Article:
Approving the purchase of a new, $500k police boat – on slip renters’ dime – City of Oceanside councilman Jack Feller directed a bizarre request from the dais at Captain Fred Armijo of the Oceanside Police Department, regarding the old boat:
“And I hope you just don’t turn that boat over to a slip renter for a liveaboard. ‘Cause they probably, uh, they probably won’t move it for the next hundred years.”
As a liveaboard, I am taken aback by the gleeful disrespect and lack of knowledge displayed by someone whose decisions affect my life so closely. (The City of Oceanside is my landlord, who recently doubled my liveaboard fee, and also increased my rent by 30%, in a vote Feller-Felien-Fern for, Wood-Sanchez against. Curiously, the for block reversed its vote for a special business interest group less than a year later.)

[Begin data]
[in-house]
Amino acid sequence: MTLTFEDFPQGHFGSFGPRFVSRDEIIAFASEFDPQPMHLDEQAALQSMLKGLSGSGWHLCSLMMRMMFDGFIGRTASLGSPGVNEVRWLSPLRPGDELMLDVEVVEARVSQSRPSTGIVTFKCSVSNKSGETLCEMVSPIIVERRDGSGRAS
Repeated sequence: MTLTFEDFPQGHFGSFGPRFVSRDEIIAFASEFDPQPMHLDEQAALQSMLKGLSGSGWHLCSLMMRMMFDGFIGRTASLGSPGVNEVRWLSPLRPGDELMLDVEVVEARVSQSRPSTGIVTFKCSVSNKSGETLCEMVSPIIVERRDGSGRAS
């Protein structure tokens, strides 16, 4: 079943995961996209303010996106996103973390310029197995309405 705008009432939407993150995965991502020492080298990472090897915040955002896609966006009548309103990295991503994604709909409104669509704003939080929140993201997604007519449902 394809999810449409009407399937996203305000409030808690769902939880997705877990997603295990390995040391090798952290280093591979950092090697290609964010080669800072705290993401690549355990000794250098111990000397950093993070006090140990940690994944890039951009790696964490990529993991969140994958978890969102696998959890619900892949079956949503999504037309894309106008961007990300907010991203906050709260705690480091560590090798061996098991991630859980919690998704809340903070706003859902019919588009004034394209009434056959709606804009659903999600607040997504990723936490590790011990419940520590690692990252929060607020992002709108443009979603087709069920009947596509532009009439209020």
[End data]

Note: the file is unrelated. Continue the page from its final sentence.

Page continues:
Let’s take a look at how much ignorance Feller managed to pack into such a short statement:
1. The boat cannot be sold, as Captain Armijo just finished explaining.
2. Boats do not come with a liveaboard permit. It is issued to a person.
3. The idea of restricting the intended use of a boat by a new owner is plain kooky.
4. Boaters, liveaboard or not, pay for the privilege to move or not move a boat at their sole discretion and whim.
5. Some liveaboards rarely use their boats for transportation. They don’t have to. There are many non-liveaboards who use their boats even less. Some just enjoy sitting on a boat in a slip. Some enjoy drinking alcohol on the dock in lawn chairs all day. And others just enjoy the idea of having a boat at the ready, and never even visit.
6. Liveaboards must move their boats once a year to the police dock for inspection. That’s three times as often as non-liveaboards, and one hundred times in a hundred years.
7. Liveaboards are people, too, not some smelly trash that deserves to be the butt of Feller’s elitist jokes.
In conclusion, deep fried butter wrapped in bacon. I mean, have you seen the fella? Zing!